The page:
Flower Friday – Tasmanian Waratah

Tasmanian Waratah - Photograph by Laura Lecce
Tasmanian Waratah – Photograph by Laura Lecce

I don’t think many of us from mainland Australia would know that Tassie has its very own type of Waratah. The waratah is a very special flower to those of us from the state of New South Wales, as it is our state emblem. The Tasmanian variety is called Telopea truncata (seen in the photo above), which has different flowers to Telopea speciosissima that we are used to seeing. Through pure chance, this photo also includes a damselfly which might be one of three different types (apparently commonly mistaken) called Austrolestes annulosus (the blue ringtail), Coenagrion lyelli, or Caliagrion billinghursti. After looking through many photos of them on Google, I am most definitely not taking the chance at picking which one! Sometimes we are better off not knowing and just enjoying, have a great weekend everyone!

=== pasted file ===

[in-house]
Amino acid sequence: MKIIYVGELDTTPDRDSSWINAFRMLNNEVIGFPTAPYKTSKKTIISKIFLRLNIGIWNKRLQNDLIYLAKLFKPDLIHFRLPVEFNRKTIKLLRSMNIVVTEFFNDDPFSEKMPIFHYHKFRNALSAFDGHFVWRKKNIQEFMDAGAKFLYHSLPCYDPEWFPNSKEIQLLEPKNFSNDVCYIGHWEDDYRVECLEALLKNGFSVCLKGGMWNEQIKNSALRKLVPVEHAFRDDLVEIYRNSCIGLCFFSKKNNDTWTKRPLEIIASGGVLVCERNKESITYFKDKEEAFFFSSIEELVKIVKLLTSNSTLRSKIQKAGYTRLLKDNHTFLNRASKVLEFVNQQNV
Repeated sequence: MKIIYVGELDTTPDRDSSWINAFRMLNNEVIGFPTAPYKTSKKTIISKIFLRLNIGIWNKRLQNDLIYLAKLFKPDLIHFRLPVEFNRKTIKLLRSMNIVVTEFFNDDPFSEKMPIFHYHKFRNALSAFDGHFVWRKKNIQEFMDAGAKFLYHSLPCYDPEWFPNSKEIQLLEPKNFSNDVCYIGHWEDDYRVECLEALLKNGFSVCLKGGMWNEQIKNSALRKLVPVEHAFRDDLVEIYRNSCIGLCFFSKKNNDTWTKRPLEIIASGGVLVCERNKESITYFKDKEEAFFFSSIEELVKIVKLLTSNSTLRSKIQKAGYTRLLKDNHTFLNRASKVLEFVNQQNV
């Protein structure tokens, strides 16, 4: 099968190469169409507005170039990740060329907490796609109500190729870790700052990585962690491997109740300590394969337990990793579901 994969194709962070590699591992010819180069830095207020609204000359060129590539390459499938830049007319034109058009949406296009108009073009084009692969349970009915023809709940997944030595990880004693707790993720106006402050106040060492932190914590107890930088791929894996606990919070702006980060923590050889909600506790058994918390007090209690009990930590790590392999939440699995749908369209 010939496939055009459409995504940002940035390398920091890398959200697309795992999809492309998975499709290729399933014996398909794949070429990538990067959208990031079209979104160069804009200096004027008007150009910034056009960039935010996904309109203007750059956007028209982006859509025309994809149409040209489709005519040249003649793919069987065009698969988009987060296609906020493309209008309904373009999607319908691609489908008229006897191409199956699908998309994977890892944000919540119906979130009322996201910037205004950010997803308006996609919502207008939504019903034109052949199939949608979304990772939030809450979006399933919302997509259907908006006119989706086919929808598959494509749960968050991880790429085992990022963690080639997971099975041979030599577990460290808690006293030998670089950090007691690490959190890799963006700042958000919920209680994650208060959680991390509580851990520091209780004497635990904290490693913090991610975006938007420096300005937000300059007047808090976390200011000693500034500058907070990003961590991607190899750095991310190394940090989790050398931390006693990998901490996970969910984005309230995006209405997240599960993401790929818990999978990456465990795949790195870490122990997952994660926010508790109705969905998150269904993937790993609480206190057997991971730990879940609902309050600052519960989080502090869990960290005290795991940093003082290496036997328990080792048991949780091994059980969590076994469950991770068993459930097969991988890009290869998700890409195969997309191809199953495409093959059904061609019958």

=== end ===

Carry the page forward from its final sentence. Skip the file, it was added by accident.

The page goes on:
For other posts about Tasmania, click here.

10 thoughts on “Flower Friday – Tasmanian Waratah

    1. I think blue ones are my favourites. Would have loved to get a closer shot of the damselfly, but no luck. The best photo happened when I wasn’t even ready for it!


  1. From your comments, I take it that the damsel took the stage just as you were concentrating on the (lovely!) flower, but then you saw it and tried to get closer, but it was too shy. One of the joys of concentrating on one element in a scene is finding others when processing after-capture. When little folk like this appear, not having seen them when making the image, a few photo friends and I fondly call them “bonus bugs.” As for trying to make a definitive identification, sometimes it almost takes electron microscopy. I totally agree–it’s better to just enjoy them, and if one can make a tentative determination, it’s another bonus.

    Liked by 1 person

    1. I love that…”bonus bugs”
      This was definitely one of those 🙂
      I can appreciate that there must be so many different kind of odonates with such subtle differences, it must take a lot of patience and passion to study them in depth.


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